ACS national president Edward Mandla made the call when outlining his wish list for a new federal government, due to be elected on 9 October after Prime Minister John Howard announced the poll date yesterday.
Mandla said when children can legally leave school -- year 10 in most states -- they should be armed with a basic knowledge of ICT, and that the government should implement a plan to educate the "missing generation of children" that are ICT illiterate.
"Kids are escaping from the school system without gaining crucial knowledge of ICT. I'm calling for ICT to become the fourth literacy," he said.
"The basic skills should be reading, writing, arithmetic and ICT," Mandla said, as "they are the basic requirements for high living standards."
"I am confident that both parties now recognise this as a big issue," he said.
The new government must set a benchmark for ICT literacy, according to Mandla, who adds "as well as more funding the government needs put ICT into schools curriculum".
"It's a matter of getting both the education and ICT ministers in sync."
Mandla said he would also like both sides of government to adopt the ACS guidelines in relation to offshoring, adding that he already has the support of Shadow Minister for Information Technology Kate Lundy and, to a lesser degree, the Minister for Communications and Information Technology, Senator Helen Coonan.
"The key thing is that there has to be a competent re-skilling option for people losing their jobs to offshoring," said Mandla. "It's a matter of the ACS feeding back to the government about what the current 'hot skills' are so people can get updated before offshoring happens."
Mandla adds that workers should also be given funding to keep up with the trends as "it's expensive to keep up to date with technology". Mandla claims that he has "spent time" with the government discussing this initiative, which, he said, "shows they have been listening".
Third on his wish list Mandla said he would like the new government to create a "level playing field" for small to medium enterprises (SME) to win government contracts, as at this stage "it's just too hard for SMEs to get a government tender".
"At the moment the government has a policy in place that if a contract is more than AU$20 million then part of it has to go to an SME, but there are none that are over AU$20 million," said Mandla. "The government wants unlimited liability, and their theory is that if you buy from the biggies how could you get blamed?"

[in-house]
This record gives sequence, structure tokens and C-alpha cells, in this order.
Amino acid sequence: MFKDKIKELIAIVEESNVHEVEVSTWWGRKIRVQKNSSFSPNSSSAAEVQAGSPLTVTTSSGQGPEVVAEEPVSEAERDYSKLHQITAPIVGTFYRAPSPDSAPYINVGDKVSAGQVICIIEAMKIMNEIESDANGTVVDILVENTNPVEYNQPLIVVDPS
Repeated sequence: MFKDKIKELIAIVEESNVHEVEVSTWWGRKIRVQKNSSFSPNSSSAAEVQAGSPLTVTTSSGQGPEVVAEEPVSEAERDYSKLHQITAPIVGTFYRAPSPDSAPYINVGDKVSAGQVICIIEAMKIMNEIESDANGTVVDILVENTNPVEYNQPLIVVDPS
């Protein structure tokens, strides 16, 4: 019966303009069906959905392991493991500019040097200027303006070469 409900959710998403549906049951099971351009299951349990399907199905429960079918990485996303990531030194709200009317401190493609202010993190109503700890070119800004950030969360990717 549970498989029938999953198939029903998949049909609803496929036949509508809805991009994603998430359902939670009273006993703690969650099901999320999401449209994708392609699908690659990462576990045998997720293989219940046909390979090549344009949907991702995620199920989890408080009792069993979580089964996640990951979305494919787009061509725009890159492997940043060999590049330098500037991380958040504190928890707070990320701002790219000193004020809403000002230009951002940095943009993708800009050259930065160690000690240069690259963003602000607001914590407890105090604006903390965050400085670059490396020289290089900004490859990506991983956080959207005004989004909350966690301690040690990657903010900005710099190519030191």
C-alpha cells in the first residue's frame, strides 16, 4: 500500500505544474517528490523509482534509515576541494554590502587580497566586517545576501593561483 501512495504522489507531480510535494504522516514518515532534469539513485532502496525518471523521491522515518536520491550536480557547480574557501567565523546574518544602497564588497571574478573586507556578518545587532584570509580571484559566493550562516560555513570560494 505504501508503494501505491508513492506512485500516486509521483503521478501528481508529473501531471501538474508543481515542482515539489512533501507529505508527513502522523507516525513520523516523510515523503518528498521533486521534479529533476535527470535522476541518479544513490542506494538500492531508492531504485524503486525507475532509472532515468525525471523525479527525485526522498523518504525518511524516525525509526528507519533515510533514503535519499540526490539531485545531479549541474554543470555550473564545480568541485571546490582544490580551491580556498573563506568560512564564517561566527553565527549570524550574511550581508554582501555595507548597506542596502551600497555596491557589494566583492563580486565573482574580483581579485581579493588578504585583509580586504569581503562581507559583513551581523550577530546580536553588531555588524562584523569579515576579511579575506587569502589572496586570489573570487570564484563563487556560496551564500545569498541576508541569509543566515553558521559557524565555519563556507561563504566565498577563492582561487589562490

Mandla asserts that the new federal government "needs to get serious about ICT", and start comparing the industry and policy landscapes with countries such as Ireland and the US because he said "at the moment we're just guessing".
He also suggests that the new federal government should take a more active role in distributing broadband and wireless radio frequency spectrum.
"We currently have wireless spectrum auctioned off to the highest bidder, we need part of that spectrum allocated to councils and community groups to make it affordable," he said. "How will people in the bush get a fair deal?"
"We need both sides to acknowledge that if there is a competitive landscape you'll get investment and building the infrastructure."
Peter Coroneos, chief executive of the Internet Industry Association, said his major ask of the new government is that they "fix up broadband availability in areas where it is not yet cheaply available - especially as driver of delivery of health, education and government services".
He adds that the new government also needs to "help us [the IIA] roll out a national authentication scheme to counter fraud and spam".
Mandla concedes that both of the major government parties do not have ICT policy high on their priorities at this time, which he said, may be due to an improved ICT environment compared with that of 12-18 months ago.